This post was originally published on an older version of sdrp.org in Fall 2004 by Shawna Anderson, SDRP Principal Planner.
There are several threatened and endangered species that reside within the San Dieguito River Valley. One of them is the Arroyo Toad (Bufo californicus) listed as Endangered by the U.S. Fish and Wildlife Service. Historically extending from the upper Salinas River in San Luis Obispo County to well into Baja California, its distribution has declined by more than 75%. The River Park’s population of Arroyo toads resides along the Santa Ysabel, Guejito, and Santa Maria creeks and along the San Dieguito River (which originates where the Santa Ysabel and Santa Maria creeks join) in San Pasqual Valley, and extends further east into the Boden Canyon area. Actually, the toad doesn’t just use the creek as its home but spends most of its time on the sandy terraces that surround the river. They may even travel into surrounding upland scrub or woodland habitat or agricultural lands. In fact, the Arroyo toad’s habitat requirement is perhaps the most specialized of any amphibian found in California! This specialized habitat preference, coupled with many years of habitat destruction and disturbance has left the Arroyo toad among the most vulnerable too. And when environmental factors occur such as the several years of drought that we’ve been experiencing in San Diego County the Arroyo toad doesn’t do well. Arroyo toad breeding activity has virtually halted since 1998 when the last measurable above ground flow existed within San Pasqual Valley.
To breed, survive and multiply, this nocturnal toad requires an environment that includes exposed shallow, sandy or gravelly pools (with little marginal vegetation) in which to breed and lay eggs and for toad larvae to survive. These pools must be in the vicinity of juvenile and adult habitat, which consists of sandy terraces with an overstory of scattered shrubs and trees such as mule fat, cottonwoods and willows, usually with an almost barren understory. Adult Arroyo toads also travel into the surrounding upland habitat to burrow and forage. Much of the San Pasqual Valley meets these specific requirements. Sufficient rainfall is a necessity for sustaining suitable breeding habitat, which is why breeding activity has not occurred in the last five or six years. It is thought that these small toads (2-3 inches in length) may only live 7 or 8 years at the most.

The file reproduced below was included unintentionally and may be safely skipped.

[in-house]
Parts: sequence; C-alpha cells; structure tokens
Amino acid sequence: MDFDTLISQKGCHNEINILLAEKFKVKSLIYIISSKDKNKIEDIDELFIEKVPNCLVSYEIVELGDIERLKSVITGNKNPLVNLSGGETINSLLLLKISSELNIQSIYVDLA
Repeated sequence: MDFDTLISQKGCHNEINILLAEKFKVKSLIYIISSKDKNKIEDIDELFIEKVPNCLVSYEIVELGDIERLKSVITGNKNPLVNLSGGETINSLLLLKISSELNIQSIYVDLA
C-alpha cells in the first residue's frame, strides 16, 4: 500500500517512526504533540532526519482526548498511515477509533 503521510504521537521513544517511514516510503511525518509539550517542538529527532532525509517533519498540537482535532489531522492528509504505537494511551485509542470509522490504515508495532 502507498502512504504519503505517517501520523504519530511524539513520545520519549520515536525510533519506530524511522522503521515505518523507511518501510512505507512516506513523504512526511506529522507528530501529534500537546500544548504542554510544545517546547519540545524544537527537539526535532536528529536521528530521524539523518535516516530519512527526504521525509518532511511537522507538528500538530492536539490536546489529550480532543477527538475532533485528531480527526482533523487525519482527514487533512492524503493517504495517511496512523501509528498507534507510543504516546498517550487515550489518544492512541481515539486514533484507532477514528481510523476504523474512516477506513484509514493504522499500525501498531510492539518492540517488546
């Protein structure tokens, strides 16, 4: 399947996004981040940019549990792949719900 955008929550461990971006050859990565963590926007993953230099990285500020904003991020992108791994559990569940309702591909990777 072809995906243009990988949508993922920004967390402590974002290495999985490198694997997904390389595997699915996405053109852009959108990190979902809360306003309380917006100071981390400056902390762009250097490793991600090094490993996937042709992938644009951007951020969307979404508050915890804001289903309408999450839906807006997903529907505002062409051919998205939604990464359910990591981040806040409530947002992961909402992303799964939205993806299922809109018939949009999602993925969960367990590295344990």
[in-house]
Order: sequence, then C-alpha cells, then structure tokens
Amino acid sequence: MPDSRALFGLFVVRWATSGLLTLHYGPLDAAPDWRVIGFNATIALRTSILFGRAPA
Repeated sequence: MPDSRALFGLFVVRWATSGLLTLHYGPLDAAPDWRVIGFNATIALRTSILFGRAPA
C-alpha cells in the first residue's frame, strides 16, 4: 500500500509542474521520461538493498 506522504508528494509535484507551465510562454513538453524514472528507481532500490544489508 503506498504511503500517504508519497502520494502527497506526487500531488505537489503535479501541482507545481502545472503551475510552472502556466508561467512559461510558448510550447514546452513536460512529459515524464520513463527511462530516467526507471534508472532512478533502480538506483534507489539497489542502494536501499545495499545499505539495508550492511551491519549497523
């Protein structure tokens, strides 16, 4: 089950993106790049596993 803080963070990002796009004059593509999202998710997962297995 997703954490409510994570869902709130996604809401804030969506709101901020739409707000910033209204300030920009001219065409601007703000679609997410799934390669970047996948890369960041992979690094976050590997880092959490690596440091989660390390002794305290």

Species that require specialized habitat conditions are often particularly vulnerable to human interference. The toad population in San Pasqual Valley has certainly been affected by many land use activities that occur in the valley such as habitat destruction, off-road vehicle activity, manipulation of the hydrologic regime, exotic plant infestations (arundo, aka giant reed, and pepperweed) that choke out native vegetation, cattle grazing, and introduction of exotic predators. These activities can have a devastating effect on a species’ survival particularly when the species is already stressed. Because toads burrow in sand bars and travel along farm roads and open areas, trampling by vehicles or humans and livestock often occurs. The City of San Diego has been conducting Arroyo Toad breeding surveys in San Pasqual through the MSCP. Because the valley is within an agricultural preserve, which has also preserved the riparian corridor along the creeks and river, agriculture and Arroyo toads appear to be able to co-exist. Hopefully a better understanding of the toad population in the valley and its threats to survival will help to determine if other measures need to be taken to ensure the Arroyo toad’s ultimate survival.
Thanks to Bill Haas of Pacific Coast Conservation Alliance and City of San Diego MSCP staff for providing information for this piece.
Photo credit: Bradford Hollingsworth, San Diego Natural History Museum